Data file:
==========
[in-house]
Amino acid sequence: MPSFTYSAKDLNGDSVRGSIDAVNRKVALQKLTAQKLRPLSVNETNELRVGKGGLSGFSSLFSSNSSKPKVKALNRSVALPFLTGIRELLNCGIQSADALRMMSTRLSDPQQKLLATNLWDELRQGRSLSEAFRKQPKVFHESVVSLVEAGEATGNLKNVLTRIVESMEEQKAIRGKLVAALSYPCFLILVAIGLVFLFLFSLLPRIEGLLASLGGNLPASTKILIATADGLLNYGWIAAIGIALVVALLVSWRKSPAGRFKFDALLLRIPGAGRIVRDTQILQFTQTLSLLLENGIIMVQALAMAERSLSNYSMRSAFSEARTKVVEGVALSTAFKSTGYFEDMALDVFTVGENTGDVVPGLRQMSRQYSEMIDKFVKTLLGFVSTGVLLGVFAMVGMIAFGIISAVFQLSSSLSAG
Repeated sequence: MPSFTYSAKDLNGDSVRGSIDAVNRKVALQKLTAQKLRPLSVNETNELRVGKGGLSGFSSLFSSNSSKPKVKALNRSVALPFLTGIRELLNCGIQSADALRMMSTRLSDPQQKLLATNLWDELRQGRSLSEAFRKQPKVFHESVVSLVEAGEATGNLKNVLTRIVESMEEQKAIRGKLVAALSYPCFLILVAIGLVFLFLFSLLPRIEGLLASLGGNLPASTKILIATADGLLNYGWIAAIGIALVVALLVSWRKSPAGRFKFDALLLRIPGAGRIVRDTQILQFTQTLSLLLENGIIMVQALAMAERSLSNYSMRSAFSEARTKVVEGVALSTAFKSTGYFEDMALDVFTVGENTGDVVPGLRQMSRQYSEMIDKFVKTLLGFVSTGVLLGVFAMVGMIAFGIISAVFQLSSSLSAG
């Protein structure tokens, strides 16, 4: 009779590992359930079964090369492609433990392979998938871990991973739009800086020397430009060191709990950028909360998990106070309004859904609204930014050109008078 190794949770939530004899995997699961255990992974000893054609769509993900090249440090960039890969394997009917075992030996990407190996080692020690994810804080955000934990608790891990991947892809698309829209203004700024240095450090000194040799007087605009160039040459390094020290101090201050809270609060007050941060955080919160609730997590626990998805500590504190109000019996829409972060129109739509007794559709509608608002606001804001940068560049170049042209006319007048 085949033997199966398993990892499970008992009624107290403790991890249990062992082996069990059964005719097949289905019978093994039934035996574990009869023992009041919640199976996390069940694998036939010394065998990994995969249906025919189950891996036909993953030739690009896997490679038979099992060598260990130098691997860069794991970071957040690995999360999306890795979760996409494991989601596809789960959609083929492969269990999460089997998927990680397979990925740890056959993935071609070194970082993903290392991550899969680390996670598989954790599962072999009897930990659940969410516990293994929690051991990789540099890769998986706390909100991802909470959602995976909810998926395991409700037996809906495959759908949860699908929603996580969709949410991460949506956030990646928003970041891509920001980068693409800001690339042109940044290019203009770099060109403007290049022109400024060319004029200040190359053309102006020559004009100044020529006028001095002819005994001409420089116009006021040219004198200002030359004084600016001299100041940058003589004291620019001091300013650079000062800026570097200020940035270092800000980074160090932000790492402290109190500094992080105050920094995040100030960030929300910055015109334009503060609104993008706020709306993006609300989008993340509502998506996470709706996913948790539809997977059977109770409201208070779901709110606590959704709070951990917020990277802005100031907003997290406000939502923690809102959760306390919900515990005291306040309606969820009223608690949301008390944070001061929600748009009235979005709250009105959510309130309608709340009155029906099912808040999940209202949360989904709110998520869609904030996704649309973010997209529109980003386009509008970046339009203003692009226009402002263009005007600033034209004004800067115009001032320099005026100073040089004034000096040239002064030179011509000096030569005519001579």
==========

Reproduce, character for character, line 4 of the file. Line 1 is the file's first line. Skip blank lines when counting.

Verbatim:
């Protein structure tokens, strides 16, 4: 009779590992359930079964090369492609433990392979998938871990991973739009800086020397430009060191709990950028909360998990106070309004859904609204930014050109008078 190794949770939530004899995997699961255990992974000893054609769509993900090249440090960039890969394997009917075992030996990407190996080692020690994810804080955000934990608790891990991947892809698309829209203004700024240095450090000194040799007087605009160039040459390094020290101090201050809270609060007050941060955080919160609730997590626990998805500590504190109000019996829409972060129109739509007794559709509608608002606001804001940068560049170049042209006319007048 085949033997199966398993990892499970008992009624107290403790991890249990062992082996069990059964005719097949289905019978093994039934035996574990009869023992009041919640199976996390069940694998036939010394065998990994995969249906025919189950891996036909993953030739690009896997490679038979099992060598260990130098691997860069794991970071957040690995999360999306890795979760996409494991989601596809789960959609083929492969269990999460089997998927990680397979990925740890056959993935071609070194970082993903290392991550899969680390996670598989954790599962072999009897930990659940969410516990293994929690051991990789540099890769998986706390909100991802909470959602995976909810998926395991409700037996809906495959759908949860699908929603996580969709949410991460949506956030990646928003970041891509920001980068693409800001690339042109940044290019203009770099060109403007290049022109400024060319004029200040190359053309102006020559004009100044020529006028001095002819005994001409420089116009006021040219004198200002030359004084600016001299100041940058003589004291620019001091300013650079000062800026570097200020940035270092800000980074160090932000790492402290109190500094992080105050920094995040100030960030929300910055015109334009503060609104993008706020709306993006609300989008993340509502998506996470709706996913948790539809997977059977109770409201208070779901709110606590959704709070951990917020990277802005100031907003997290406000939502923690809102959760306390919900515990005291306040309606969820009223608690949301008390944070001061929600748009009235979005709250009105959510309130309608709340009155029906099912808040999940209202949360989904709110998520869609904030996704649309973010997209529109980003386009509008970046339009203003692009226009402002263009005007600033034209004004800067115009001032320099005026100073040089004034000096040239002064030179011509000096030569005519001579």